I was recently given a heap of old bee boxes, bottom boards & lids, which I’m still working on, with a few lids & bottom boards restored & freshly painted that are already put to use.
There was also a package of 30 sheets of small cell foundation, marked from China, which didn’t smell at all like beeswax.
I fitted 10 sheets to frames, before placing the odd one in honey supers. I placed one in the brood box of a colony that I rescued from a fertilizer bin.
These two photos show how much the bees dislike the foundation.
You can see on the bottom board in the second photo, how the bees have chewed the wax.
This photo shows how the bees build on it.
This is definitely not how small cell comb should look.
The other 20 sheets will go into land fill.
You could make them into candles, or use them to help start your smoker… I bet they are mostly paraffin wax
Thank you Dawn, that’s a great idea, the smoker starter, that is. I should hang onto them in case someone wants to make some candles.
We were just discussing these at our club meeting on the weekend - thanks for the insight and confirming our hesitations!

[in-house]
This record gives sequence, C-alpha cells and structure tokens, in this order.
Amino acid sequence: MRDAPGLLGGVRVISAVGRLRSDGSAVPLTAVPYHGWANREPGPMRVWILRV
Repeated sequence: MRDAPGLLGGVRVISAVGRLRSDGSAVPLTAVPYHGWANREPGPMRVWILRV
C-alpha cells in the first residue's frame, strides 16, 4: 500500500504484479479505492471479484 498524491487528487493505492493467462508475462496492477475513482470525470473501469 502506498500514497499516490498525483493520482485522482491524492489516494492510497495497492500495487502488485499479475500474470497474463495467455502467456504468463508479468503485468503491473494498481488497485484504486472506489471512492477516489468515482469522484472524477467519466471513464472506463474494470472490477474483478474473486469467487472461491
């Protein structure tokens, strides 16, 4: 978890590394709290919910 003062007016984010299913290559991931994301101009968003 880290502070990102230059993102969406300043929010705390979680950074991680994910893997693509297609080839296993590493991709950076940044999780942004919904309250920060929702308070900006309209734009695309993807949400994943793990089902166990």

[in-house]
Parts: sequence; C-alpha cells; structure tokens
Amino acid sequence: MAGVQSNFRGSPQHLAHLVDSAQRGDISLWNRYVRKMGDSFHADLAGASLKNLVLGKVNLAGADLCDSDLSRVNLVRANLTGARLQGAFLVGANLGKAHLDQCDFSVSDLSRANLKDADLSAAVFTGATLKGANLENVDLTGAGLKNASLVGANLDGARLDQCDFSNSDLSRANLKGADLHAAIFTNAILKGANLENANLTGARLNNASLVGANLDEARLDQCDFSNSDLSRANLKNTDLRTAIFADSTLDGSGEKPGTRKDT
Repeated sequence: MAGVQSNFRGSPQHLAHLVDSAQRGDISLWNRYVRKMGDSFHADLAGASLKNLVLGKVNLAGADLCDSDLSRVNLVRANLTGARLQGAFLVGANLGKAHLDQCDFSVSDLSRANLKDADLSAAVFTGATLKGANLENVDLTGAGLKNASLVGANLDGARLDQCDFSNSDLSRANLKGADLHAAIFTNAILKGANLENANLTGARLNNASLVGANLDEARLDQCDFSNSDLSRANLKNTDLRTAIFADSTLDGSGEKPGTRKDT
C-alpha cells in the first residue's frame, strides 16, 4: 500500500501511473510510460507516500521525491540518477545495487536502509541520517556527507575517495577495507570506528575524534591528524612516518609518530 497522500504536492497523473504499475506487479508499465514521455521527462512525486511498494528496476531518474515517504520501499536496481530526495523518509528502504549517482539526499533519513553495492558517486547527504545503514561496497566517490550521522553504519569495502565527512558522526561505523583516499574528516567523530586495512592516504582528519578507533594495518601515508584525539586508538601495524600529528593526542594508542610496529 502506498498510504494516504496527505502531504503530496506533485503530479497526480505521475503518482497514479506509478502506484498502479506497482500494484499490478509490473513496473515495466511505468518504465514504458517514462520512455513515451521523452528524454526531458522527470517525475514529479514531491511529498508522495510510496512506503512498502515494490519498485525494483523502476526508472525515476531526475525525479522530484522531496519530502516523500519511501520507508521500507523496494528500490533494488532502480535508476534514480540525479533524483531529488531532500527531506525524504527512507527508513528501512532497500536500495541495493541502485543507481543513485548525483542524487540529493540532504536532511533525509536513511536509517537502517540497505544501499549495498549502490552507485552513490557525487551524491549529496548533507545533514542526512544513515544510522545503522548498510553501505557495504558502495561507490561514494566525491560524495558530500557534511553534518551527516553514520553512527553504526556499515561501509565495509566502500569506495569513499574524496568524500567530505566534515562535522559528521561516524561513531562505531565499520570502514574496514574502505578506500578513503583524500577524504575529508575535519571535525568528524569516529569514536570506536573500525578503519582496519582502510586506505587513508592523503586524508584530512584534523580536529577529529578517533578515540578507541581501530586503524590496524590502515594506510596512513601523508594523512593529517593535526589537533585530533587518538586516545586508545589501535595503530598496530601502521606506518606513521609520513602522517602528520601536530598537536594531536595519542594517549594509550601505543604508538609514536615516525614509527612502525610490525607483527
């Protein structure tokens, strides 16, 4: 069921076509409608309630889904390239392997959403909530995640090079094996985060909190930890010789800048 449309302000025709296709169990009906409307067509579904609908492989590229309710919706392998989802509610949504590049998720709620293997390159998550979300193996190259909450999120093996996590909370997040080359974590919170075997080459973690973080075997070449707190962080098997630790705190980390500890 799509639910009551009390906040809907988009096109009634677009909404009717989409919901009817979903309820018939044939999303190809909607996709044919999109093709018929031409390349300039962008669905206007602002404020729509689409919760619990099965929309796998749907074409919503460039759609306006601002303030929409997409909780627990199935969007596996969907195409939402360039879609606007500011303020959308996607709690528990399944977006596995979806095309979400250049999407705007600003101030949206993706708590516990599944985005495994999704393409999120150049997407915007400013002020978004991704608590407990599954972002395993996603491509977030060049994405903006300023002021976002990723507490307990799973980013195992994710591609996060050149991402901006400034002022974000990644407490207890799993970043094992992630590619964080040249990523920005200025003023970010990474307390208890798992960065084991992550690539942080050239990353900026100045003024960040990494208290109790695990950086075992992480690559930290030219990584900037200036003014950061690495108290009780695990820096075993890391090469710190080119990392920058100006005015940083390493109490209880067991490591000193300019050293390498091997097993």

Would you mind sharing where/who you purchased it from?
Hi Frey, it was given to me with a heap of other beekeeping gear. All I know is the box was covered in Chinese writing.
The box felt really light, I was surprised to find 30 sheets that weighed 1.5 kg. Normally beeswax sheets run at between 12-15 sheets per kilo, with 15 to the kilo being quite thin & sometimes challenging to embed into the wires.
These Chinese ones were easy to embed the wires into, despite the lightness, however it’s not much good if the bees wont draw the comb properly.
I think what happened was that the bees chewed so much of the wax away, they removed the worker comb profile, which resulted in a mixture of worker, drone & sizes in between comb. I imagine, if such comb were left in a brood box, the poor queen’s head would be spinning.
A lot of the cells are actually pointing downwards, instead of upwards, like they should be.